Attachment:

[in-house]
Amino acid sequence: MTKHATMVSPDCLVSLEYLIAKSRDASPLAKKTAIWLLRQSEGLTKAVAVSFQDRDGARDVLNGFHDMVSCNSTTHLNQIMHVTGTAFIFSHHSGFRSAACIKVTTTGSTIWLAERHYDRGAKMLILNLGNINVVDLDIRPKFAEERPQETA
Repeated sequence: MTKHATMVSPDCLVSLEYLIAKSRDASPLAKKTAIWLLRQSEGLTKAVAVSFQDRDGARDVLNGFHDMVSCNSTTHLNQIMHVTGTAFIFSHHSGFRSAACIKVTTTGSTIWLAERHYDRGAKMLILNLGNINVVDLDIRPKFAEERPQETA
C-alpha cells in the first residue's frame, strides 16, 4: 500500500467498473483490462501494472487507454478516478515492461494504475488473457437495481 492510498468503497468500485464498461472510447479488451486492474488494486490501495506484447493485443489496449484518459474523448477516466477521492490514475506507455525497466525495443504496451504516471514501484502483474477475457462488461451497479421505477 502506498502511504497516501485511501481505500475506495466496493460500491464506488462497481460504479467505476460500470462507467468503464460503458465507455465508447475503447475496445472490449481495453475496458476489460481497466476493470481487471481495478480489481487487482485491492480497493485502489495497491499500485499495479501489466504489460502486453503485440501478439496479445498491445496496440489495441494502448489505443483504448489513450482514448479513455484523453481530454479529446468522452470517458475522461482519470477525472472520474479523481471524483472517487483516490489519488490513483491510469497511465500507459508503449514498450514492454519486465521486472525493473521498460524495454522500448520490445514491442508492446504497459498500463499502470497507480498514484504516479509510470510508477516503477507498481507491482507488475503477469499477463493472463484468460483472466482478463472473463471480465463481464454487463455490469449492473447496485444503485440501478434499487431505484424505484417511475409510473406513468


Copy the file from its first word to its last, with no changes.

[in-house]
Amino acid sequence: MTKHATMVSPDCLVSLEYLIAKSRDASPLAKKTAIWLLRQSEGLTKAVAVSFQDRDGARDVLNGFHDMVSCNSTTHLNQIMHVTGTAFIFSHHSGFRSAACIKVTTTGSTIWLAERHYDRGAKMLILNLGNINVVDLDIRPKFAEERPQETA
Repeated sequence: MTKHATMVSPDCLVSLEYLIAKSRDASPLAKKTAIWLLRQSEGLTKAVAVSFQDRDGARDVLNGFHDMVSCNSTTHLNQIMHVTGTAFIFSHHSGFRSAACIKVTTTGSTIWLAERHYDRGAKMLILNLGNINVVDLDIRPKFAEERPQETA
C-alpha cells in the first residue's frame, strides 16, 4: 500500500467498473483490462501494472487507454478516478515492461494504475488473457437495481 492510498468503497468500485464498461472510447479488451486492474488494486490501495506484447493485443489496449484518459474523448477516466477521492490514475506507455525497466525495443504496451504516471514501484502483474477475457462488461451497479421505477 502506498502511504497516501485511501481505500475506495466496493460500491464506488462497481460504479467505476460500470462507467468503464460503458465507455465508447475503447475496445472490449481495453475496458476489460481497466476493470481487471481495478480489481487487482485491492480497493485502489495497491499500485499495479501489466504489460502486453503485440501478439496479445498491445496496440489495441494502448489505443483504448489513450482514448479513455484523453481530454479529446468522452470517458475522461482519470477525472472520474479523481471524483472517487483516490489519488490513483491510469497511465500507459508503449514498450514492454519486465521486472525493473521498460524495454522500448520490445514491442508492446504497459498500463499502470497507480498514484504516479509510470510508477516503477507498481507491482507488475503477469499477463493472463484468460483472466482478463472473463471480465463481464454487463455490469449492473447496485444503485440501478434499487431505484424505484417511475409510473406513468